The current threat of international Islamic terrorism endangers the European Project at its very core. Not only has it instigated fear, along with a constant feeling of uncertainty and insecurity, among the citizens of the EU; it has also dramatically impacted the political decision-making processes of the EU and its member states. In their attempt to address the security challenge posed by the threat of Islamic terrorism, counter-terrorism policies were too often conceived in a state of emergency, leading to emotionally based and quite often, panic-led measures, policies and practices, in an observable lack of cooperation and coordination between European intelligence services and agencies, and a lack of inclusion of non-state actors in the decision-making process. This situation has resulted in deeper fragmentation and ruptures within EU societies: the absence of a common EU response has weakened its power of attraction by nourishing a growing anti-EU sentiment and deepening mistrust amongst Member States and societies, thus feeding anti-EU discourse. The failure to address the refugee influx issue, the increasing number of terrorist attacks occurring on European soil participates in building a common state of fear, which counter-terrorism policies did not only failed to address, but contributed to increase by marginalising targeted communities, which created a breeding ground for youth radicalisation. A response to of terrorist groups that limits itself largely to the security realm will not suffice. The social and political impact of Islamic terrorism on both European societies, communities, and political decision-making have to be mitigated. Otherwise terrorism will continue affecting and threatening deeply an already fragile European Project.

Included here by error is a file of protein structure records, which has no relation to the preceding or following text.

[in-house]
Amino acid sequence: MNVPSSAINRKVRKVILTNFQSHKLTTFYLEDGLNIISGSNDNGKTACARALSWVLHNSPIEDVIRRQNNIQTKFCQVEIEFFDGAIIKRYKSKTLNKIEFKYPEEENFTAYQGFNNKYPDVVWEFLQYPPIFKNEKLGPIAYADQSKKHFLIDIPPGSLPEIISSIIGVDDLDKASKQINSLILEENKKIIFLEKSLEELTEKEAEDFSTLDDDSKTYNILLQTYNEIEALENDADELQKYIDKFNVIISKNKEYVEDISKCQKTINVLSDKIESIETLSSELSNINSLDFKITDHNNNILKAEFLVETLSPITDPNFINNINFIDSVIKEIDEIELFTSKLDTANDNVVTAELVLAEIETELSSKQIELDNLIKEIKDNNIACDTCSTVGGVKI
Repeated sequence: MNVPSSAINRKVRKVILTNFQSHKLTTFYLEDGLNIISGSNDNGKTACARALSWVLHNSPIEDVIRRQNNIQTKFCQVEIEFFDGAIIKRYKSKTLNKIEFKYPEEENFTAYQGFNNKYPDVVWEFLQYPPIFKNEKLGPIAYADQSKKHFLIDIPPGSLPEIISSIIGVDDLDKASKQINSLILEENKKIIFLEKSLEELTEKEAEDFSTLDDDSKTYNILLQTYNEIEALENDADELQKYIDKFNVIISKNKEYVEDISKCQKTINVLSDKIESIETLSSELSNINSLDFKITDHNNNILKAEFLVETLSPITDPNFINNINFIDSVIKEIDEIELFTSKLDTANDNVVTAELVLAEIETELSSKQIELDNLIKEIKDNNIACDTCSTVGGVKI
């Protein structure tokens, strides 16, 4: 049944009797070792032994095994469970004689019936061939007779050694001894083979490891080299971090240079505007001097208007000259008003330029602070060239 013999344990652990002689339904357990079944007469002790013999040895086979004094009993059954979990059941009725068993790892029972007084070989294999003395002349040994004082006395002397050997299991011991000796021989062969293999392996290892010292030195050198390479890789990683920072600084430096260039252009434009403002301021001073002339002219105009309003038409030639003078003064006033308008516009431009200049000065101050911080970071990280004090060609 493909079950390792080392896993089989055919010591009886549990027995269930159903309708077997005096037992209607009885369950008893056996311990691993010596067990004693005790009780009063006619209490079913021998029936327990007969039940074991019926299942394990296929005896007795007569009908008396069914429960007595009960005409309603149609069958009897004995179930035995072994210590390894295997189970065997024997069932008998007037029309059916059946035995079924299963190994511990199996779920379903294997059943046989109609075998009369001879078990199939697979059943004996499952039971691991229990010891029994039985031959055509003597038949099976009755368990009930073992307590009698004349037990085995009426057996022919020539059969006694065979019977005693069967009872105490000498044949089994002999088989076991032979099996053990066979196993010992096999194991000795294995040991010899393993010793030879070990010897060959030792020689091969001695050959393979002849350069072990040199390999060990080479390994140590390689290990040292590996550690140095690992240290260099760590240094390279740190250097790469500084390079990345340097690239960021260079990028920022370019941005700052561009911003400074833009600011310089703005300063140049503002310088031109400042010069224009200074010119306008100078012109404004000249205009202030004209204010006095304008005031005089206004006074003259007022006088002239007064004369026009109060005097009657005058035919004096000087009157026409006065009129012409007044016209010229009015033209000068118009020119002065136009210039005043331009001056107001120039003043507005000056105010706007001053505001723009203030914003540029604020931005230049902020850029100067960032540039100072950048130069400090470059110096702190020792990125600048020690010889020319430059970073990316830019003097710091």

A comprehensive, holistic European strategy is therefore direly needed. “If you know the enemy and know yourself, you need not fear the result of a hundred battles. “ Sun Tzu enlightened observation remains undoubtedly topical nowadays. Applied to counter-terrorism strategy, it appears clear that not only must we clearly understand the goals, strategy and tactics of Islamic terrorism today; but we must also try and reach a comprehensive knowledge of our identity, values, capabilities and expectations. It can be agreed that the inadequacy of current counter-terrorism strategies stems partly from a deep misunderstanding of Islamic terrorism’s actual goals, strategy, and ensuing tactics. This research project will therefore concentrate on the thorough analysis of contemporary Islamic terrorism’s explicit and implicit goals, in order to determine what adequate, effective and relevant counter-terrorism strategy should be promoted and implemented by the EU and its Member States.
1. Global Strategy
What is ISIS strategy towards the “extinction of the gray zone”?
If we consider terrorism as a strategic instrument employed by terrorist groups to achieve strategic aims, then it becomes possible to translate Islamic “absolutist” goals in actual political aims. Drawing from this assumption, we will employ existing knowledge of ISIS goals and strategy, combined with a thorough analysis of ISIS statements and official declarations, in order to apply this strategic thinking to their quest towards the extinction of the gray zone, and deduce all instruments deployed in order to achieve the aforementioned strategy.